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99's On the Go
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The Flirefly Group.
© 2018 Brian Remer
Updated Apr. 2018
99's on the 9th
based on 99-Word Stories that
come to you on the 9th of every month.
Be sure to take note of this 99-Word Story sent from a reader in South Africa
Peer Pressure: It's not just for kids
We think of it as a negative force driving young people to risky behaviors they wouldn't ordinarily do. But peer pressure, and our need for social belonging, are factors that motivate all of us in subtle ways. Strike up a conversation with your peers about the positive ways to channel social belonging in organizations with the 99-Word Story, discussion questions, and interpretation in this issue of 99s on the 9th.
Motivation That's Habit Forming
Everyone knows it's tough to quit smoking, but why do people start? Cigarettes have a warning label. In Europe it covers half the pack! What's the motivation to begin an activity that everyone knows will eventually be deadly? No one would drink a household cleaner even though the warning label is less prominent!
Despite the obvious dangers, many people begin smoking to be cool, to be in, to be part of the group. Social belonging is one of the strongest human needs - and it crosses cultures.
Tap into belonging and you can motivate for life!
You can build upon the theme of this 99-Word Story by using some of the following questions for your own reflection or to spark a discussion within your team or organization.
There are many ways to understand this story as the discussion questions suggest. If you or your group would like to compare or contrast your interpretation with an outside viewpoint, consider this analysis.
Having a sense of belonging is a powerful motivator. It's an internal driver that can propel us to actions and behaviors we may not even have been planning. Do most of us go out to dinner with an expectation to overeat? Probably not, but when other people eat two pieces of cake it suddenly becomes more acceptable for us to do the same.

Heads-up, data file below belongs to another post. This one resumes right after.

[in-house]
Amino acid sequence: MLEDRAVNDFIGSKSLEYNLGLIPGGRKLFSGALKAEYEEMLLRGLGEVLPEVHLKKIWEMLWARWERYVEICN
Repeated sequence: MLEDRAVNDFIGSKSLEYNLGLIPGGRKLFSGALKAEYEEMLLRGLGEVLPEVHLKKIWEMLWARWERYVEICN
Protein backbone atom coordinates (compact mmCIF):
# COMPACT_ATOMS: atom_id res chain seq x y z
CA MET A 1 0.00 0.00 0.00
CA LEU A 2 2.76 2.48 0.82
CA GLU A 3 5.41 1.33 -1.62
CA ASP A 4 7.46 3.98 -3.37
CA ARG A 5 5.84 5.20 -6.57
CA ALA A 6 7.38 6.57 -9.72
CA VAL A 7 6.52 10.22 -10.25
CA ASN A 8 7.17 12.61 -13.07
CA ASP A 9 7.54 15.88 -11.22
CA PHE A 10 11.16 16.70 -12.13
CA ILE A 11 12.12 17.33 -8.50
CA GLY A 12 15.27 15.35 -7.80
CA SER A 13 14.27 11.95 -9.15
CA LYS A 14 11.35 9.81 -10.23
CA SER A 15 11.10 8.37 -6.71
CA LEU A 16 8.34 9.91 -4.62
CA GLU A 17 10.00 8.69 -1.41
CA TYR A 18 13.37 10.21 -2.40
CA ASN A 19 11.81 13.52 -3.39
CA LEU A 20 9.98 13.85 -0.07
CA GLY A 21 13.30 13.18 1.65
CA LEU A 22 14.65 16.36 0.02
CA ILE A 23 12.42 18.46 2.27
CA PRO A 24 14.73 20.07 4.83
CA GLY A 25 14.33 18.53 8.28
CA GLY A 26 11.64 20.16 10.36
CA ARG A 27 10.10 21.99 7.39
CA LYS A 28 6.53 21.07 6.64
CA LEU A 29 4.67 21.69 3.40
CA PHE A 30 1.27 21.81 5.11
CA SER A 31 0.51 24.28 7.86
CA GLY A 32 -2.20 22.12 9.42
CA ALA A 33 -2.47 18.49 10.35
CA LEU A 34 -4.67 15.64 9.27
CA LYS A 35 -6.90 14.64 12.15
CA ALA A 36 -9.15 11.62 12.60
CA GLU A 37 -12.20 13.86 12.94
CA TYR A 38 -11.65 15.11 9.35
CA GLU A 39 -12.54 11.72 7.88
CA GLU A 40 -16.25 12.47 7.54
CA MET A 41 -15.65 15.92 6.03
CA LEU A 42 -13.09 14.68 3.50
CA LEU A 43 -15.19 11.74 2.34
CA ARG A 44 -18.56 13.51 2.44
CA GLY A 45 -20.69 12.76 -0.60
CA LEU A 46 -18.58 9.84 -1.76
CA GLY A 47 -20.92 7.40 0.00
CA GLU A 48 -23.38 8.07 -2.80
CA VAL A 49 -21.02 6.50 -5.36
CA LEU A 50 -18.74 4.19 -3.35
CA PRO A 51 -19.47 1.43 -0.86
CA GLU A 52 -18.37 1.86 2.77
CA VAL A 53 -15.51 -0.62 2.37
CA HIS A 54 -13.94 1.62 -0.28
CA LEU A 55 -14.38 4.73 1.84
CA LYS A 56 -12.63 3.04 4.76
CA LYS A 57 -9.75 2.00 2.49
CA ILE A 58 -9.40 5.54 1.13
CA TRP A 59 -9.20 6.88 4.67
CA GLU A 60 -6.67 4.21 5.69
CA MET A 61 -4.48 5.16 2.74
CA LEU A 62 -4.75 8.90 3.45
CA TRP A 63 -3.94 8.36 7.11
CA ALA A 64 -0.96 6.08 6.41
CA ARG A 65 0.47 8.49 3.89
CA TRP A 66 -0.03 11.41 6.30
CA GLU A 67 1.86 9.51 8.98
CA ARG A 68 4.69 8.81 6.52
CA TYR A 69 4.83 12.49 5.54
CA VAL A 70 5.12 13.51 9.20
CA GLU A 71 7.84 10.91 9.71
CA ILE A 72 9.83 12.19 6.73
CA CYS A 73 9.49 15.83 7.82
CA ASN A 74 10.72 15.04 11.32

In some instances, going with the crowd may simply be mindless coasting. But other times, going along to get along, to smooth relationships, to be part of the group is a conscious choice. Until it's brought to our attention, we may not realize how much influence our favorite groups have on what we do. In some work settings, what people wear is decided for them. But where safety is not an issue or uniforms are not needed, people still know what to wear to fit in and how formal to be while at work. Even in a less hierarchical society like the United States, people know to whom they should defer and how they should show respect. And whether it's a fantasy sports group, volunteers supporting the homeless, or a garage band, members invent multiple ways to conform, to be liked, and to maintain their acceptance by the group.
The desire to belong can also be used against us. In a previous era, what did teachers to with unruly students? They pulled them away from the class, made them sit in a corner, and put a dunce cap on their head. Ostracized and humiliated, such children likely conformed to the teacher's demands. Today, some parents still may discipline their teens by grounding them or restricting their use of social media. At a time in their lives when adolescents most value contact with their peers, this punishment can have a strong effect.
Fortunately, there are exciting examples of how peer pressure and social belonging can be used to motivate positive behavior. At a foundry in Western Massachusetts where the work is hot, dirty, loud, and extremely dangerous, the shift with the best record for safety and quality work was the one in which nearly all the workers had familial ties to Puerto Rico and who lived in the same neighborhood of Springfield, MA. The social bonds outside work had been transferred to the workplace.
In another situation, women doing assembly work sat at tables arranged row upon row. Their work ethic was spotty and the products were of questionable quality. Then someone had a brilliant idea. They grouped the women into small teams and turned their tables so the women faced each other in small circles. In this arrangement, the women could help each other, share work ideas, and socialize. Productivity, quality, and engagement increased while absenteeism became nonexistent. The opportunity to connect, to belong, eliminated the drudgery of the work environment.
Sometimes a complex problem deserves a complex solution. But other times, positive peer pressure is the best way to discover a surprising solution.
Did you use this 99-Word Story and the discussion questions or interpretation in your work or personal life? If so, about your experience! If you would like help using 99-Word Stories in your organization, please me.
She holds on to her trinkets, her raggedy dolls, her photos. She thinks perhaps that things will return to the way they were, if she hangs onto them long enough. Or maybe she will bequeath them to her only son. But as he reaches into adulthood, she realises that he has no interest in her ornaments, her books, her old papers and photos. She slowly combs through fusty trunks, paper bags, mouldy boxes and sorts her treasured possessions into piles: some will go to Goodwill, others will be sold, the rest will be discarded. Her heart shatters and disbands.
What's on your mind? Can you express it in exactly 99 words? If so, send it to and we will share it with the world. You can find other Reader Contributions HERE.
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